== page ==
A transnational economy may be many things, but it is not conducive to clarity of legal issues. This is especially true in immigration law, which has taken on increased significance and complexity under "globalization." One specific area of law that requires additional clarification is what constitutes "employment" in the immigration context. Although I will not presume to offer the needed clarification in this article, at least three topics should be brought to the attention of employers and corporate counsel when dealing with possible "employment" matters in immigration.
With the publication of the Department of Homeland Security's (DHS') supplemental proposed rule on "Social Security no-match letters" at the end of March, employers are again scrambling to make sure that their I-9 employment verification files are in order. See 73 Fed. Reg. 15944. Every employer should be aware at this point that the Immigration Reform and Control Act of 1986 (IRCA) prohibits employers from knowingly hiring or continuing to employ persons who are not authorized to work in the United States. IRCA places the burden of verifying employment authorization on employers by requiring them, among other things, to complete and retain a Form I-9 for each employee.
The regulations implementing IRCA require employers to verify the employment of "employees," that is, individuals who provide services or labor for an employer for wages or other remuneration. See 8 C.F.R. § 274a.1(f). This definition does not include "independent contractors." Id . The regulations define independent contractors as individuals "who carry on independent business, contract to do a piece of work according to their own means and methods, and are subject to control only as to results." 8 C.F.R. § 274a.1(j). The administrative case law in this area has not relied completely on the regulatory factors, but has incorporated the "economic realities" test set forth by the U.S. Supreme Court in U.S. v. Silk , 331 U.S. 704 (1947), which looks to the amount of independence the worker has towards the employer. The case law generally teaches that no single factor is determinative, although it does appear that the degree of control that the employer has over the worker is often given the greatest weight. See U.S. v. Hudson Delivery Service, Inc ., 7 OCAHO 945 at 385 (1997). So, for example, a gardener who had verbally agreed to do "work" for a company using his own tools and who sets his own hours was found to be an independent contractor and not an employee for I-9 purposes. See U.S. v. Mr. Z. Enterprises, Inc. , 1 OCAHO 288 at 1912 (1991). Yet, delivery people who wore the company's uniform and were directed when and how to work were found to be employees. See Hudson Delivery Service, supra.
Although IRCA may not require employers to verify the employment authorization of independent contractors, employers may nonetheless run afoul of other requirements under the Immigration and Nationality Act, as amended (INA), when dealing with foreign nationals who may be considered "consultants" or contractors. Determining the "status" of a foreign national who is in the United States and who has a relationship with a U.S. company or organization is not always easy. The INA does not provide a definition of employment, and the IRCA regulations and case law are specific to the I-9 context and cannot offer the proper guideline for determining employment in the immigration context.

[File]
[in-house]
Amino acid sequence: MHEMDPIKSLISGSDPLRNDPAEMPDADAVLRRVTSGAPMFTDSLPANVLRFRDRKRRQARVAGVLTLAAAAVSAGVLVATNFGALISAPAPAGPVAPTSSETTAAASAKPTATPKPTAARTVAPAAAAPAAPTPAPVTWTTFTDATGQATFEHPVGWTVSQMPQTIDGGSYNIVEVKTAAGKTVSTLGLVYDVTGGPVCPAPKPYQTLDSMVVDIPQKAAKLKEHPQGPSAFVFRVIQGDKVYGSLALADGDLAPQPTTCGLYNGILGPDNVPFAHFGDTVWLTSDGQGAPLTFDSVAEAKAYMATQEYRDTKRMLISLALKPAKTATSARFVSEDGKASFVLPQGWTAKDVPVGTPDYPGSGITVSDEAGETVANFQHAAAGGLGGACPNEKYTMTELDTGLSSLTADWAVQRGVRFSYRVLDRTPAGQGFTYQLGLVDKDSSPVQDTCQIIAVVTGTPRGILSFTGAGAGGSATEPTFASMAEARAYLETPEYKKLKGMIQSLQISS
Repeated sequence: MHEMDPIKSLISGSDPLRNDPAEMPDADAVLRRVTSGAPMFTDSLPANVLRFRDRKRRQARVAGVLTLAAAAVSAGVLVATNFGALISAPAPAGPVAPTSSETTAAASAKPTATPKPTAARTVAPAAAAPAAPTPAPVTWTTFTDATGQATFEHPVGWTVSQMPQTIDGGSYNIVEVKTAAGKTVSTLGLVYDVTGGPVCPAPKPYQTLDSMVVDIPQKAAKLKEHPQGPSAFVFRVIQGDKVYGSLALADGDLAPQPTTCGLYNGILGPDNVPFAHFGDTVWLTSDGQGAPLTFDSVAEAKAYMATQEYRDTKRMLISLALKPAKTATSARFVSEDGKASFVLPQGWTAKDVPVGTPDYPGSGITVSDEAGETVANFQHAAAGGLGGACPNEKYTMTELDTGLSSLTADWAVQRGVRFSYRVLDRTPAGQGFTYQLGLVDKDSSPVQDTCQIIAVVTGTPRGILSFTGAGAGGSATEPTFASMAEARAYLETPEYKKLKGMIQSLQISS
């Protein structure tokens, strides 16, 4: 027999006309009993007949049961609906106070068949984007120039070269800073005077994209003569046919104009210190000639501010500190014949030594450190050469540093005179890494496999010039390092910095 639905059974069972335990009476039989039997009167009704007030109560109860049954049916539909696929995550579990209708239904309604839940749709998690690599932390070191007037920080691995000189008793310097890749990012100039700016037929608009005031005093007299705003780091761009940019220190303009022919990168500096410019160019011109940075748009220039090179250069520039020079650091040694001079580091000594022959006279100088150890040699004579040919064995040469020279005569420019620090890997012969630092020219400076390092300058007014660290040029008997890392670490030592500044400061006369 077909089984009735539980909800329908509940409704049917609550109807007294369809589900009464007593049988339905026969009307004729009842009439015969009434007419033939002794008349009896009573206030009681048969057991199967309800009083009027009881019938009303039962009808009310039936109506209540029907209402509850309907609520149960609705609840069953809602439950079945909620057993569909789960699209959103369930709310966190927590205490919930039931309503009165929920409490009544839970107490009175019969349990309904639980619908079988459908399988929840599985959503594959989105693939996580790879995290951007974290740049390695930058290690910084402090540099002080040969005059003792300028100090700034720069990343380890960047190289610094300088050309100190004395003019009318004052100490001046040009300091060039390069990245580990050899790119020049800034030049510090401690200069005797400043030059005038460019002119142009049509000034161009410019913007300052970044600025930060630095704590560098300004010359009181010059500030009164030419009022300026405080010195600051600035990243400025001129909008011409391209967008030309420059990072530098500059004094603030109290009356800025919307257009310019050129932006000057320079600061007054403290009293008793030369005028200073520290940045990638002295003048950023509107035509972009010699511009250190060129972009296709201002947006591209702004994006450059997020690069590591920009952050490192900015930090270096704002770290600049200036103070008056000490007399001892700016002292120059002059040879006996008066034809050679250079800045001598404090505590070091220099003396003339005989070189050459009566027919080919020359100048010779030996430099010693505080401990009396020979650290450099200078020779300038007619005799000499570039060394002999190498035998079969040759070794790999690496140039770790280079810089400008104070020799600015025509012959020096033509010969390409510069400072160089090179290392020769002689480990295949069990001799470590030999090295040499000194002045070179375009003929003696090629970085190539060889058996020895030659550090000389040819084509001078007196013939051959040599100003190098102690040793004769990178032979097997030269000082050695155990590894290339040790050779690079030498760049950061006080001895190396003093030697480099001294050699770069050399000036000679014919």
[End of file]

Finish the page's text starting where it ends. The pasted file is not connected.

This issue is important because many U.S. companies have corporate relationships with overseas parent, subsidiary or affiliate companies, which invariably lead to visits by foreign national executives, managers, engineers and other professionals. Often these visits are brief in duration, but they may involve multiple entries into the United States for various purposes. Although the U.S. company may not view the time spent by foreign nationals from related overseas entities as involving employment in the United States, this assumption may be incorrect, given the requirements of the INA.
Many provisions of the INA turn on the concept of employment, but the INA lacks a definition of the same. For example, the INA prohibits foreign nationals from immigrating to the United States to perform "labor" here, unless the Department of Labor (DOL) certifies that there are no able, willing, available and qualified U.S. workers to perform the contemplated labor. See INA § 212(a)(5). Presumably the details of these statutory terms are to be filled in by the agency delegated to implement the statute, but this helps very little, because the agency in this case, the DOL, simply requires that certification be based on sponsorship by an employer that has an "employment relationship" with a foreign national employee, see 20 C.F.R. § 656.10(a), which simply means "full-time work by an employee for an employer other than oneself." 20 C.F.R. § 656.3. (Investment is excluded. Id .) At least in the labor certification context, employment means "labor" or "work" to be performed at the behest of some employer.